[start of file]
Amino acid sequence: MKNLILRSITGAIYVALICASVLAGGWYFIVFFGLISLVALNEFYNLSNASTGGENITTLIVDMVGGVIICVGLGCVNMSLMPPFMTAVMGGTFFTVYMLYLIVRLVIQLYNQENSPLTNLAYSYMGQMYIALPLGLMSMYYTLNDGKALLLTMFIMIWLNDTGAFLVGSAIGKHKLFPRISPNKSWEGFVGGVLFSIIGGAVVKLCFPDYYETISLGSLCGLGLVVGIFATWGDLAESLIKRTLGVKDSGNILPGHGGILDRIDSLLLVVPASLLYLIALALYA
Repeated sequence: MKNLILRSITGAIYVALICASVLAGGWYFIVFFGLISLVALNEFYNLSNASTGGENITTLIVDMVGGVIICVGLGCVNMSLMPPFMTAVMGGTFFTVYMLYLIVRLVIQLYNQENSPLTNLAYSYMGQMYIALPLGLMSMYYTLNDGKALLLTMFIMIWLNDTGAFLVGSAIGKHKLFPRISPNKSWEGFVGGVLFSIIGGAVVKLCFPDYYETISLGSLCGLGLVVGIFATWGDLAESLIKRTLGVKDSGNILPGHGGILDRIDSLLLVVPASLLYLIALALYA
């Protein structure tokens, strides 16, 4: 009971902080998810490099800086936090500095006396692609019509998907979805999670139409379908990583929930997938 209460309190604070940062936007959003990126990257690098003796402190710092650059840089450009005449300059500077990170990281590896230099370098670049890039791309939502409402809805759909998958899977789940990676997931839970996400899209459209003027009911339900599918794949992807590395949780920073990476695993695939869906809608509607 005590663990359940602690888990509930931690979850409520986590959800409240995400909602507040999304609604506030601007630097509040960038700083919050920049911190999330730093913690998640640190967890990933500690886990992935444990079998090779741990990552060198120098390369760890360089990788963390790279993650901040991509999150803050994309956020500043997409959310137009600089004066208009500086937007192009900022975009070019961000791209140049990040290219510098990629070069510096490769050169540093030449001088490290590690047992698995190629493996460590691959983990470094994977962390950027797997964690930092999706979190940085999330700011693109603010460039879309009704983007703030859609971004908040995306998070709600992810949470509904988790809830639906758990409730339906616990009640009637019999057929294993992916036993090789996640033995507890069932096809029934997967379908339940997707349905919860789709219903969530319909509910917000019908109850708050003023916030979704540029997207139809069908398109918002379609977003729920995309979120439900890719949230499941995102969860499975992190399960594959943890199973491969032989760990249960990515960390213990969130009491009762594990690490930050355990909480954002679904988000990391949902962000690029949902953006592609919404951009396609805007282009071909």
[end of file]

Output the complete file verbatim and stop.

Amino acid sequence: MKNLILRSITGAIYVALICASVLAGGWYFIVFFGLISLVALNEFYNLSNASTGGENITTLIVDMVGGVIICVGLGCVNMSLMPPFMTAVMGGTFFTVYMLYLIVRLVIQLYNQENSPLTNLAYSYMGQMYIALPLGLMSMYYTLNDGKALLLTMFIMIWLNDTGAFLVGSAIGKHKLFPRISPNKSWEGFVGGVLFSIIGGAVVKLCFPDYYETISLGSLCGLGLVVGIFATWGDLAESLIKRTLGVKDSGNILPGHGGILDRIDSLLLVVPASLLYLIALALYA
Repeated sequence: MKNLILRSITGAIYVALICASVLAGGWYFIVFFGLISLVALNEFYNLSNASTGGENITTLIVDMVGGVIICVGLGCVNMSLMPPFMTAVMGGTFFTVYMLYLIVRLVIQLYNQENSPLTNLAYSYMGQMYIALPLGLMSMYYTLNDGKALLLTMFIMIWLNDTGAFLVGSAIGKHKLFPRISPNKSWEGFVGGVLFSIIGGAVVKLCFPDYYETISLGSLCGLGLVVGIFATWGDLAESLIKRTLGVKDSGNILPGHGGILDRIDSLLLVVPASLLYLIALALYA
């Protein structure tokens, strides 16, 4: 009971902080998810490099800086936090500095006396692609019509998907979805999670139409379908990583929930997938 209460309190604070940062936007959003990126990257690098003796402190710092650059840089450009005449300059500077990170990281590896230099370098670049890039791309939502409402809805759909998958899977789940990676997931839970996400899209459209003027009911339900599918794949992807590395949780920073990476695993695939869906809608509607 005590663990359940602690888990509930931690979850409520986590959800409240995400909602507040999304609604506030601007630097509040960038700083919050920049911190999330730093913690998640640190967890990933500690886990992935444990079998090779741990990552060198120098390369760890360089990788963390790279993650901040991509999150803050994309956020500043997409959310137009600089004066208009500086937007192009900022975009070019961000791209140049990040290219510098990629070069510096490769050169540093030449001088490290590690047992698995190629493996460590691959983990470094994977962390950027797997964690930092999706979190940085999330700011693109603010460039879309009704983007703030859609971004908040995306998070709600992810949470509904988790809830639906758990409730339906616990009640009637019999057929294993992916036993090789996640033995507890069932096809029934997967379908339940997707349905919860789709219903969530319909509910917000019908109850708050003023916030979704540029997207139809069908398109918002379609977003729920995309979120439900890719949230499941995102969860499975992190399960594959943890199973491969032989760990249960990515960390213990969130009491009762594990690490930050355990909480954002679904988000990391949902962000690029949902953006592609919404951009396609805007282009071909």